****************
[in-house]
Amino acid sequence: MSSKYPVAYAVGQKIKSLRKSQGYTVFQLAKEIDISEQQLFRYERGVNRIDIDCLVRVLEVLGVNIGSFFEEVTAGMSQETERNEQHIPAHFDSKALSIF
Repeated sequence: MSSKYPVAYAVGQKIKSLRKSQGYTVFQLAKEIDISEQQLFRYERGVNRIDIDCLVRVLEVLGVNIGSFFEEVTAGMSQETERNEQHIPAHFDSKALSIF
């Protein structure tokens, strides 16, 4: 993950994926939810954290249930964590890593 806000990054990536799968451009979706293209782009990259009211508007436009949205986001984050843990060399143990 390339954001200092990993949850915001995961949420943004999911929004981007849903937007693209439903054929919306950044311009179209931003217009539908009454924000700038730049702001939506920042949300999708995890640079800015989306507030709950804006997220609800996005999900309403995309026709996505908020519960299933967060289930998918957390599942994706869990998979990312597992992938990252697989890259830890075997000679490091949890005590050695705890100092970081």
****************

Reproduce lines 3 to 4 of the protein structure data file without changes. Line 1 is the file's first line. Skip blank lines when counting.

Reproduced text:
Repeated sequence: MSSKYPVAYAVGQKIKSLRKSQGYTVFQLAKEIDISEQQLFRYERGVNRIDIDCLVRVLEVLGVNIGSFFEEVTAGMSQETERNEQHIPAHFDSKALSIF
């Protein structure tokens, strides 16, 4: 993950994926939810954290249930964590890593 806000990054990536799968451009979706293209782009990259009211508007436009949205986001984050843990060399143990 390339954001200092990993949850915001995961949420943004999911929004981007849903937007693209439903054929919306950044311009179209931003217009539908009454924000700038730049702001939506920042949300999708995890640079800015989306507030709950804006997220609800996005999900309403995309026709996505908020519960299933967060289930998918957390599942994706869990998979990312597992992938990252697989890259830890075997000679490091949890005590050695705890100092970081």